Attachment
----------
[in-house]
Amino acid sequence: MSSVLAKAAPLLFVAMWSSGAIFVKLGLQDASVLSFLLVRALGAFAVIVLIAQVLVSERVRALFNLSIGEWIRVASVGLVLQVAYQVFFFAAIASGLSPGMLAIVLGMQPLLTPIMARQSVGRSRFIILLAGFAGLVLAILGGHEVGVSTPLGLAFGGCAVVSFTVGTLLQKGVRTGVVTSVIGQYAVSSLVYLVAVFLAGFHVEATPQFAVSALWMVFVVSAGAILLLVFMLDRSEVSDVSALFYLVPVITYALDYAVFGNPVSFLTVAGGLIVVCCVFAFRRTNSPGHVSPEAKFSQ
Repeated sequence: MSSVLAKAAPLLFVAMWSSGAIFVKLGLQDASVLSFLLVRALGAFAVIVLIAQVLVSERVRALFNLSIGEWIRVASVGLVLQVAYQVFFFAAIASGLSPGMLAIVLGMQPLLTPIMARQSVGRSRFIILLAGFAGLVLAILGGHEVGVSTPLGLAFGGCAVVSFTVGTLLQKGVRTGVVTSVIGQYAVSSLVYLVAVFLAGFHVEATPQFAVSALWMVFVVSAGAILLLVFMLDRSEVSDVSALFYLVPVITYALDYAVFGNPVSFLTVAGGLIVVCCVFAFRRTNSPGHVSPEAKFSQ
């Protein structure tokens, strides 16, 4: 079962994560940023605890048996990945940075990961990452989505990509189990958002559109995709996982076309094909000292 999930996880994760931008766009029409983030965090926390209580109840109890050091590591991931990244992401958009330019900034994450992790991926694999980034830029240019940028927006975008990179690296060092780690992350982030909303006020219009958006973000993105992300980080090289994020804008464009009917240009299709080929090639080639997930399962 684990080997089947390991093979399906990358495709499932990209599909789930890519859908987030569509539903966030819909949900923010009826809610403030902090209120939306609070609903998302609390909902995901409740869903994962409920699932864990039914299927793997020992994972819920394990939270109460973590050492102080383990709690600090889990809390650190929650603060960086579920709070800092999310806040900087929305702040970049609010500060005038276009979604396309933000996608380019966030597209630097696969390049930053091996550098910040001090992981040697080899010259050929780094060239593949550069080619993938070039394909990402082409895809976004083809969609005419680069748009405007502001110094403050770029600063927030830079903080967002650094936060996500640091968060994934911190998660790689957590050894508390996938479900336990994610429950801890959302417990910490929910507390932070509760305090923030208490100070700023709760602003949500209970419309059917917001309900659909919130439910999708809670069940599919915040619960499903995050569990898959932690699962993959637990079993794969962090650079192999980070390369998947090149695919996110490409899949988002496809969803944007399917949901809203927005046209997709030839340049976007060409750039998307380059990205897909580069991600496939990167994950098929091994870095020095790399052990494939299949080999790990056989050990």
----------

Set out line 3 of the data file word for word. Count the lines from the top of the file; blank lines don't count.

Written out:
Repeated sequence: MSSVLAKAAPLLFVAMWSSGAIFVKLGLQDASVLSFLLVRALGAFAVIVLIAQVLVSERVRALFNLSIGEWIRVASVGLVLQVAYQVFFFAAIASGLSPGMLAIVLGMQPLLTPIMARQSVGRSRFIILLAGFAGLVLAILGGHEVGVSTPLGLAFGGCAVVSFTVGTLLQKGVRTGVVTSVIGQYAVSSLVYLVAVFLAGFHVEATPQFAVSALWMVFVVSAGAILLLVFMLDRSEVSDVSALFYLVPVITYALDYAVFGNPVSFLTVAGGLIVVCCVFAFRRTNSPGHVSPEAKFSQ